Since the Deep Sea Drilling Project (DSDP) has made available long cores through Cenozoic deep-sea sediments, geologists have begun to study the history of sedimentation in the world ocean and to infer the oceanographic conditions which have influenced deposition of the sediment. During this time, the central equatorial Pacific Ocean has become one of the most intensively studied geologic provinces in the world ocean. This area lies beneath the biologically productive equatorial current system which supplies great quantities of calcium carbonate and amorphous silica (opal) to the sediment in the form of skeletal tests. This biogenic debris, together with terrigenous, authigenic, and hydrothermal sediment, has produced an unusually thick and complete marine record which was cored by four DSDP Legs (5, 8, 9, and 16). Because the productivity of the equatorial Pacific is a direct consequence of large nutrient concentrations associated with upwelling in the complex equatorial current system, the sedimentary section can be used to interpret the paleoceanography as well as the history of productivity in the equatorial Pacific.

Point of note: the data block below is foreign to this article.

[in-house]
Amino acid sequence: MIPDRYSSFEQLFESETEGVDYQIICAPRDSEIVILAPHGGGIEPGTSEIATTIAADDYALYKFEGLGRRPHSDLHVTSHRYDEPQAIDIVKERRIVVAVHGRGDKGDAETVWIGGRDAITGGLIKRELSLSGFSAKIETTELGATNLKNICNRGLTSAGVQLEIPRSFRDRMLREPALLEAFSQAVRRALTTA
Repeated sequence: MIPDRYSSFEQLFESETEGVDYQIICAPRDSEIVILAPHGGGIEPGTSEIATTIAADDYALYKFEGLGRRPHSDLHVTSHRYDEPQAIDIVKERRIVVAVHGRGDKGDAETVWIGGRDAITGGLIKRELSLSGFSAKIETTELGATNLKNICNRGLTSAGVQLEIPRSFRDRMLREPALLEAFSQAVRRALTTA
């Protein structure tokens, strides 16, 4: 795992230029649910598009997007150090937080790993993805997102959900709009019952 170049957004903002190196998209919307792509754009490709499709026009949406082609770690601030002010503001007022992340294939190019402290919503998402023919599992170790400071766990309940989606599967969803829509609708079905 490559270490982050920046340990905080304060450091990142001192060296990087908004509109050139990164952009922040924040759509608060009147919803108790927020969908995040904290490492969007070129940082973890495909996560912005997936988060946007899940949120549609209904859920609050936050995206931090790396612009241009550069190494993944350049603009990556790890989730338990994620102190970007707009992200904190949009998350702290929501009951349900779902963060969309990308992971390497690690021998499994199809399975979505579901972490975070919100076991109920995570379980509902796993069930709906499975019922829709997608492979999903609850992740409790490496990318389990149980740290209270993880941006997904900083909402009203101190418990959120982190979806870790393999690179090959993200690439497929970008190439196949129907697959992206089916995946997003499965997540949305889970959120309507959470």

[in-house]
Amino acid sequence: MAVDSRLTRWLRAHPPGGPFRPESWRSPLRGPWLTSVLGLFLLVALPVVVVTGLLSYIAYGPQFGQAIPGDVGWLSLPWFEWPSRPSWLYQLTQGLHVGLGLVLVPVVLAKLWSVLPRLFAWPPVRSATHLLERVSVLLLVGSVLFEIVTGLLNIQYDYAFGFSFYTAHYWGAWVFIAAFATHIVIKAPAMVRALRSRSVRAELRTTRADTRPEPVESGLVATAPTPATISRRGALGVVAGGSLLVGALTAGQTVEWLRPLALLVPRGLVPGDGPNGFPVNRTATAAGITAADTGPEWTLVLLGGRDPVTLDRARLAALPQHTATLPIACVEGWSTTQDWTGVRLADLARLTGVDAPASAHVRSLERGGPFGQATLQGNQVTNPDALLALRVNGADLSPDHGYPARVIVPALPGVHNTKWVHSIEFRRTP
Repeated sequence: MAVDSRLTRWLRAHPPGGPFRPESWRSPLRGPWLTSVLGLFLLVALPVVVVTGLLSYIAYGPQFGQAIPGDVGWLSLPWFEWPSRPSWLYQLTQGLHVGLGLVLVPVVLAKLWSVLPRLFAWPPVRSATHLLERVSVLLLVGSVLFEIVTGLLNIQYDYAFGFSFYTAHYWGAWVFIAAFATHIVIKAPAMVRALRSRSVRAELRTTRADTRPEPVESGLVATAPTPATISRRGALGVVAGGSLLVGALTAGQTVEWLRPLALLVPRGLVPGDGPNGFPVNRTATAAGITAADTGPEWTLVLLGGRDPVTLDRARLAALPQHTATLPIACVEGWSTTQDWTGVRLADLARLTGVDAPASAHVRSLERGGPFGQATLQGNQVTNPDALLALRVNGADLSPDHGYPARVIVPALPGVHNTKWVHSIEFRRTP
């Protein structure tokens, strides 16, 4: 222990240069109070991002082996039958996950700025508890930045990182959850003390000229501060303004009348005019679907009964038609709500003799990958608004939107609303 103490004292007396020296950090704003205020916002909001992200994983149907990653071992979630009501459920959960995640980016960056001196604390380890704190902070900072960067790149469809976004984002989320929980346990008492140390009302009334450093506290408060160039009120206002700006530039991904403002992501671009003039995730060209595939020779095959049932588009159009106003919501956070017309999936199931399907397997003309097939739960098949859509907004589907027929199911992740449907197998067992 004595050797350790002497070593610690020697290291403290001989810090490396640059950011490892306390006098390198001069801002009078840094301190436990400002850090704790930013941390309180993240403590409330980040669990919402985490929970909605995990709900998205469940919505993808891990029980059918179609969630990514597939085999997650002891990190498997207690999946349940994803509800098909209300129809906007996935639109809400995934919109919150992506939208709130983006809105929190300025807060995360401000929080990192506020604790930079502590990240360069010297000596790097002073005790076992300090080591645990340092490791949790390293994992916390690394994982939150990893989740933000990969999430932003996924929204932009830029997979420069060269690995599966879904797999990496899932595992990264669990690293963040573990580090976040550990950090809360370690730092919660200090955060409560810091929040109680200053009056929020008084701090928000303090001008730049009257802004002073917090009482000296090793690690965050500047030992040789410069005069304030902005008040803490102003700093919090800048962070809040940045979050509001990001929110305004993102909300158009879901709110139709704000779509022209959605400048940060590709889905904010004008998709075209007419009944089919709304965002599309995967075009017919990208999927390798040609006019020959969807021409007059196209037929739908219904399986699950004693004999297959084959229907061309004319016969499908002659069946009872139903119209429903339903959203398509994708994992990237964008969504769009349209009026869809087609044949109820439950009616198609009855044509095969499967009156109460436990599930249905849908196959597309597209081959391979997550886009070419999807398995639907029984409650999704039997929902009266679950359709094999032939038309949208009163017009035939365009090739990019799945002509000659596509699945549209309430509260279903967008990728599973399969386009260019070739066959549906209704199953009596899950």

The history of carbonate sedimentation in the central equatorial Pacific is well known from the Initial Reports of DSDP Legs 8, 9, and 16 (Tracey and others, 1971; Hays and others, 1972; van Andel and Heath, 1973), as well as from a wealth of published information (Hays and others, 1969; McManus and others, 1972; Berger, 1973; Winterer, 1973; van Andel and others, 1975). There are limitations, however, to the use of carbonate sediments for interpreting the paleoceanography and productivity of surface waters. The patterns of distribution and accumulation of calcareous sediments in the deep ocean are modified by the dissolution of carbonate in undersaturated bottom Waters at rates which vary with depth (Peterson, 1966; Berger, 1973) and with time (van Andel and others, 1975). Because we are, at present, unable to determine past rates of carbonate dissolution in bottom waters unambiguously (van Andel and others, 1975; Heath and others, 1977), we are also unable to assess accurately the rate of supply of carbonate to an area in the past.